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Am J Sports Med. 2009 Oct;37(10):2037-42. doi: 10.1177/0363546509339364. Epub 2009 Jul 24.

Injury patterns in Division I collegiate swimming.

Author information

1
Department of Orthopaedic Surgery, University of Iowa Hospital and Clinics, USA. brian-wolf@uiowa.edu

Abstract

BACKGROUND:

In the last 25 years, it is estimated that over 42,000 male and female swimmers have competed at the National Collegiate Athletic Association (NCAA) Division I-A level. Despite the magnitude of these numbers, little is known about the epidemiology of collegiate swimming injuries. Purpose To describe the pattern of injuries incurred for one NCAA Division I collegiate men's and women's swimming team over 5 seasons.

STUDY DESIGN:

Descriptive epidemiology study.

METHODS:

Musculoskeletal and head injuries reported in the Sports Injury Management System for a Division I swimming team from 2002-2007 were identified. Gender, body part, year of eligibility, position, stroke specialty, scholarship status, and team activity during which the injury occurred and lost time were recorded. Risk of injury was assessed relative to gender, stroke specialty, and year of eligibility.

RESULTS:

From 2002-2007, 44 male and 50 female athletes competed for the University of Iowa swimming and diving team. The overall injury rates were estimated as 4.00 injuries per 1000 exposures for men and 3.78 injuries per 1000 exposures for women. Thirty-seven percent of injuries resulted in missed time. The shoulder/upper arm was the most frequently injured body part followed by the neck/back. Freshman swimmers suffered the most injuries as well as the highest mean number of injuries per swimmer. A significant pattern of fewer injuries in later years of eligibility was also demonstrated. The relative risk (RR) for injury was higher among nonfreestyle stroke specialties (RR, 1.33 [1.00-1.77]). Injury most often occurred as a result of, or during, practice for all swimmers. However, 38% of injuries were the result of team activities outside of practice or competition, such as strength training. No significant relationship was found between occurrence of injury and gender or scholarship status. There was no significant relationship between body part injured and stroke specialty. An increased number of total injuries and an increased risk of injuries in freshman collegiate swimmers were found.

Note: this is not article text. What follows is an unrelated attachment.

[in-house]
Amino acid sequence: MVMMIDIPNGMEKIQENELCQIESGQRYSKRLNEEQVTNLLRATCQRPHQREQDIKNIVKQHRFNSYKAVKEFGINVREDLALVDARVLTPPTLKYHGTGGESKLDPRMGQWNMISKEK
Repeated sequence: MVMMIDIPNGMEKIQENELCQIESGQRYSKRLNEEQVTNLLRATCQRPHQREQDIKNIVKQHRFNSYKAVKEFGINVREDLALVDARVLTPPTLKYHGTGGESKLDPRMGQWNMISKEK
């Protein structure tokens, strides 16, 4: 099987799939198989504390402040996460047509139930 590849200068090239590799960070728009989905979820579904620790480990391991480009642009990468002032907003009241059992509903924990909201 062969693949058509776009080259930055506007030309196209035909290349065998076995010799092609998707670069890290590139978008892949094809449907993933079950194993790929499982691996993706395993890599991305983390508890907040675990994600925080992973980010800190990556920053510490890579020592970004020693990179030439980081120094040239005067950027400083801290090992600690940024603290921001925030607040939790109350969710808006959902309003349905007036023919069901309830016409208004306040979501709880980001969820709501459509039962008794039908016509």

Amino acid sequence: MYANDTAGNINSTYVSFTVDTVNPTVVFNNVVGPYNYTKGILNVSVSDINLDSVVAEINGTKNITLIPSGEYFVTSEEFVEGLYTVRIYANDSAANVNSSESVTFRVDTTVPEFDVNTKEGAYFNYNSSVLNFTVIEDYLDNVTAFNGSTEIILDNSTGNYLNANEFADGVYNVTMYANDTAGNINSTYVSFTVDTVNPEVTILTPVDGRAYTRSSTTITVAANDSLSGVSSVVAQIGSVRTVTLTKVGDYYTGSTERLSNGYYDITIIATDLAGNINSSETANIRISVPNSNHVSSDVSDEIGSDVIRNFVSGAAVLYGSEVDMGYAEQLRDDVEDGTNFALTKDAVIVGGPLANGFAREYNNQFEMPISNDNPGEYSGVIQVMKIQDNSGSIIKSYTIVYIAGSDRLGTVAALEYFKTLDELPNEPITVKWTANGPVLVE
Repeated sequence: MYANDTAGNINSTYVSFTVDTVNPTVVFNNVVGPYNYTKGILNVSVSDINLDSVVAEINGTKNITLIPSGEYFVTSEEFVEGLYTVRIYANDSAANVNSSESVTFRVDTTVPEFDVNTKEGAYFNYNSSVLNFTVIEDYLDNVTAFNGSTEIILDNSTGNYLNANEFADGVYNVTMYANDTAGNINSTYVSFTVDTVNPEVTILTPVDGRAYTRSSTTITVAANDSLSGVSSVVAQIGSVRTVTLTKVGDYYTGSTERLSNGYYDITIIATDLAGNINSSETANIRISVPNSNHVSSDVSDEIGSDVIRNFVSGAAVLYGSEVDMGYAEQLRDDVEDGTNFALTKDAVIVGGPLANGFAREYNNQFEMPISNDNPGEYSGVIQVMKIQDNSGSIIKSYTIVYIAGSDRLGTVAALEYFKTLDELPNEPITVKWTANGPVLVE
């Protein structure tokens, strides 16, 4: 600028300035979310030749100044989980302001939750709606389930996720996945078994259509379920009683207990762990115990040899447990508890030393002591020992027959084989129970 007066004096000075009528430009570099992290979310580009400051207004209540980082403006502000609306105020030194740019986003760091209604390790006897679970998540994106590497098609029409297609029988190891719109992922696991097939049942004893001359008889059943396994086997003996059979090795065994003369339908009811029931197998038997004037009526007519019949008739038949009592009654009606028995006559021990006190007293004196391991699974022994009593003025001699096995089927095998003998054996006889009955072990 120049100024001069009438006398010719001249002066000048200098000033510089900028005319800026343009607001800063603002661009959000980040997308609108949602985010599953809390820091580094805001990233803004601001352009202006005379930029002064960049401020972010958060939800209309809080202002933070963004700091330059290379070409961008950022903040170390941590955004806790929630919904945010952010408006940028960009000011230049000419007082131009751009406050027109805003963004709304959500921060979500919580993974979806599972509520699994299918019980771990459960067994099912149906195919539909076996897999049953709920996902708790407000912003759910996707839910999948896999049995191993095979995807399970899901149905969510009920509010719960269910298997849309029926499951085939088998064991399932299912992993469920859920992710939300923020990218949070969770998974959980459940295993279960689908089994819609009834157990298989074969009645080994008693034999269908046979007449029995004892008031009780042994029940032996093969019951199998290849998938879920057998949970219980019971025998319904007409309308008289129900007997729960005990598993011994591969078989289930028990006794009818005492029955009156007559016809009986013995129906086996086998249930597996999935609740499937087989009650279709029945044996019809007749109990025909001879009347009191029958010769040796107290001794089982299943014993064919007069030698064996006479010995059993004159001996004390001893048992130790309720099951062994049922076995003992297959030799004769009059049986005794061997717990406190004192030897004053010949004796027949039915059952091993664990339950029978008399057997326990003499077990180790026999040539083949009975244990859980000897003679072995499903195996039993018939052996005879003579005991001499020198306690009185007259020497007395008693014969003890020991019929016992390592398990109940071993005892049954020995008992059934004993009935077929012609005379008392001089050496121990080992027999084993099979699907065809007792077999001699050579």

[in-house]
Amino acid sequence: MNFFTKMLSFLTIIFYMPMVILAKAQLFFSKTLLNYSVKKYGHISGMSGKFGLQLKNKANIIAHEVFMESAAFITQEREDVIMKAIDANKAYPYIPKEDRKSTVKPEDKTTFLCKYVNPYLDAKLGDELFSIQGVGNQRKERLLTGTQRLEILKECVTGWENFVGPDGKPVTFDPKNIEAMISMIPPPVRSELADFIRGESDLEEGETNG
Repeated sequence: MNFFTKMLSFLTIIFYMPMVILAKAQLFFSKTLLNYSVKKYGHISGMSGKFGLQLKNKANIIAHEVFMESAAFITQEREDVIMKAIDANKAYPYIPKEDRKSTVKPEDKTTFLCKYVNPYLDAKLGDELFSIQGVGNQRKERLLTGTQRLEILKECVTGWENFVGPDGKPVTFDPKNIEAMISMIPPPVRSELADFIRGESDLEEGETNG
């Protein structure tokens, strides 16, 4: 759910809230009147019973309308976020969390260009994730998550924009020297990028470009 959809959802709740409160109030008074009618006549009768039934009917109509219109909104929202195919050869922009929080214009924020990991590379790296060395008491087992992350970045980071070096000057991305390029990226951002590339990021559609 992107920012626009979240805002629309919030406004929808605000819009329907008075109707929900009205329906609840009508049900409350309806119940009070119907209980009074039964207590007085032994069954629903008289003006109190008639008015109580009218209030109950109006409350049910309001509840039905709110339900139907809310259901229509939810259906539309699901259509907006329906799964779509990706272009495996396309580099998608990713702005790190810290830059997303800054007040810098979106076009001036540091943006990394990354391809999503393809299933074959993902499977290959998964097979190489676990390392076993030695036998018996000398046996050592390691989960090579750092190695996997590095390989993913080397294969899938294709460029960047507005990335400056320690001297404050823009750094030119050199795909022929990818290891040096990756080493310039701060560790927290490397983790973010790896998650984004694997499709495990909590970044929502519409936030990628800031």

CONCLUSION:

Particular attention should be given to swimmers making the transition into collegiate level swimming. These data also suggest that injury surveillance and potential prevention strategies should focus on the shoulder for in-pool activities and the axial spine for cross-training activities.

PMID:
19633232
DOI:
10.1177/0363546509339364
[Indexed for MEDLINE]

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